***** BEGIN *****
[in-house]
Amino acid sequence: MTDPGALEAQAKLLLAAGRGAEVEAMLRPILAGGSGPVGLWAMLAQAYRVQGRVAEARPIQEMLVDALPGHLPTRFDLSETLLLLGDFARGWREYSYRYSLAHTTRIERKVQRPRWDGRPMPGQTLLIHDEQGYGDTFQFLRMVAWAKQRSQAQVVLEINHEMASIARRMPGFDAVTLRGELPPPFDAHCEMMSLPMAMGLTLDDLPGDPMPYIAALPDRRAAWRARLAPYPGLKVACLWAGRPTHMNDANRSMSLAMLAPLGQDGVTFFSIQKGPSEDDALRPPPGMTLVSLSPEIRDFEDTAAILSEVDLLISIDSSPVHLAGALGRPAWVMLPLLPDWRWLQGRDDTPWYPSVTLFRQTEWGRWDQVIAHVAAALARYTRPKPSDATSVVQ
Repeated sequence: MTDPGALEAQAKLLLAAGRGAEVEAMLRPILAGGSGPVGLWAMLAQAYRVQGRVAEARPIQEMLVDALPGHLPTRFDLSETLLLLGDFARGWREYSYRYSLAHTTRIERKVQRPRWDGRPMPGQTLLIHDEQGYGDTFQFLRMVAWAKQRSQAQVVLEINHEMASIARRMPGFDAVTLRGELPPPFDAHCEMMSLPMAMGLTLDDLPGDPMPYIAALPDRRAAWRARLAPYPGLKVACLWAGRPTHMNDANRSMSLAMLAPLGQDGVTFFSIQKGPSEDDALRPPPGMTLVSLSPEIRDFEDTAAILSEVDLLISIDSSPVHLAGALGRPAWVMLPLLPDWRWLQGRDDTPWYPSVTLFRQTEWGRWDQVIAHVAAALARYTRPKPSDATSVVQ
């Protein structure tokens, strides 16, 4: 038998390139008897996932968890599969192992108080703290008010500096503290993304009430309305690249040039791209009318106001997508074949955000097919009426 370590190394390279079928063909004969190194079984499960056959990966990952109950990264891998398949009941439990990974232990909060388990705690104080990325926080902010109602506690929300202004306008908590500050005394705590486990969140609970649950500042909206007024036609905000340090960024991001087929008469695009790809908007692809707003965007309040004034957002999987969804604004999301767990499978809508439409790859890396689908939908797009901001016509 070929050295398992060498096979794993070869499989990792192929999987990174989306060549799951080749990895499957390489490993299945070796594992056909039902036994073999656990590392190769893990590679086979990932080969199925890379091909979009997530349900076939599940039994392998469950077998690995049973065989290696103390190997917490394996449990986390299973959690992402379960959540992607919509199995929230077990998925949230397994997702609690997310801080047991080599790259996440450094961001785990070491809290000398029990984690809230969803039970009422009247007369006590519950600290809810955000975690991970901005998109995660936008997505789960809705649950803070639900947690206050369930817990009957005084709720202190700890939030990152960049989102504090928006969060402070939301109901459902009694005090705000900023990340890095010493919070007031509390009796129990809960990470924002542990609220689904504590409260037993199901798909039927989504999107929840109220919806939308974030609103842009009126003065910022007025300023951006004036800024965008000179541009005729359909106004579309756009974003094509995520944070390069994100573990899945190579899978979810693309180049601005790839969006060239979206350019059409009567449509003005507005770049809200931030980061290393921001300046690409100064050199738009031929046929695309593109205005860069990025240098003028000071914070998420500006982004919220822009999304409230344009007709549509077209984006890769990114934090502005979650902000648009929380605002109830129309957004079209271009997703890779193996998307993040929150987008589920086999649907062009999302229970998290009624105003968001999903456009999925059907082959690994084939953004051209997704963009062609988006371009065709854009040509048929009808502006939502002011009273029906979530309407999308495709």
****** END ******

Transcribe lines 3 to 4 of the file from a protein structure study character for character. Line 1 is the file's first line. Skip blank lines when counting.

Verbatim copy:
Repeated sequence: MTDPGALEAQAKLLLAAGRGAEVEAMLRPILAGGSGPVGLWAMLAQAYRVQGRVAEARPIQEMLVDALPGHLPTRFDLSETLLLLGDFARGWREYSYRYSLAHTTRIERKVQRPRWDGRPMPGQTLLIHDEQGYGDTFQFLRMVAWAKQRSQAQVVLEINHEMASIARRMPGFDAVTLRGELPPPFDAHCEMMSLPMAMGLTLDDLPGDPMPYIAALPDRRAAWRARLAPYPGLKVACLWAGRPTHMNDANRSMSLAMLAPLGQDGVTFFSIQKGPSEDDALRPPPGMTLVSLSPEIRDFEDTAAILSEVDLLISIDSSPVHLAGALGRPAWVMLPLLPDWRWLQGRDDTPWYPSVTLFRQTEWGRWDQVIAHVAAALARYTRPKPSDATSVVQ
């Protein structure tokens, strides 16, 4: 038998390139008897996932968890599969192992108080703290008010500096503290993304009430309305690249040039791209009318106001997508074949955000097919009426 370590190394390279079928063909004969190194079984499960056959990966990952109950990264891998398949009941439990990974232990909060388990705690104080990325926080902010109602506690929300202004306008908590500050005394705590486990969140609970649950500042909206007024036609905000340090960024991001087929008469695009790809908007692809707003965007309040004034957002999987969804604004999301767990499978809508439409790859890396689908939908797009901001016509 070929050295398992060498096979794993070869499989990792192929999987990174989306060549799951080749990895499957390489490993299945070796594992056909039902036994073999656990590392190769893990590679086979990932080969199925890379091909979009997530349900076939599940039994392998469950077998690995049973065989290696103390190997917490394996449990986390299973959690992402379960959540992607919509199995929230077990998925949230397994997702609690997310801080047991080599790259996440450094961001785990070491809290000398029990984690809230969803039970009422009247007369006590519950600290809810955000975690991970901005998109995660936008997505789960809705649950803070639900947690206050369930817990009957005084709720202190700890939030990152960049989102504090928006969060402070939301109901459902009694005090705000900023990340890095010493919070007031509390009796129990809960990470924002542990609220689904504590409260037993199901798909039927989504999107929840109220919806939308974030609103842009009126003065910022007025300023951006004036800024965008000179541009005729359909106004579309756009974003094509995520944070390069994100573990899945190579899978979810693309180049601005790839969006060239979206350019059409009567449509003005507005770049809200931030980061290393921001300046690409100064050199738009031929046929695309593109205005860069990025240098003028000071914070998420500006982004919220822009999304409230344009007709549509077209984006890769990114934090502005979650902000648009929380605002109830129309957004079209271009997703890779193996998307993040929150987008589920086999649907062009999302229970998290009624105003968001999903456009999925059907082959690994084939953004051209997704963009062609988006371009065709854009040509048929009808502006939502002011009273029906979530309407999308495709």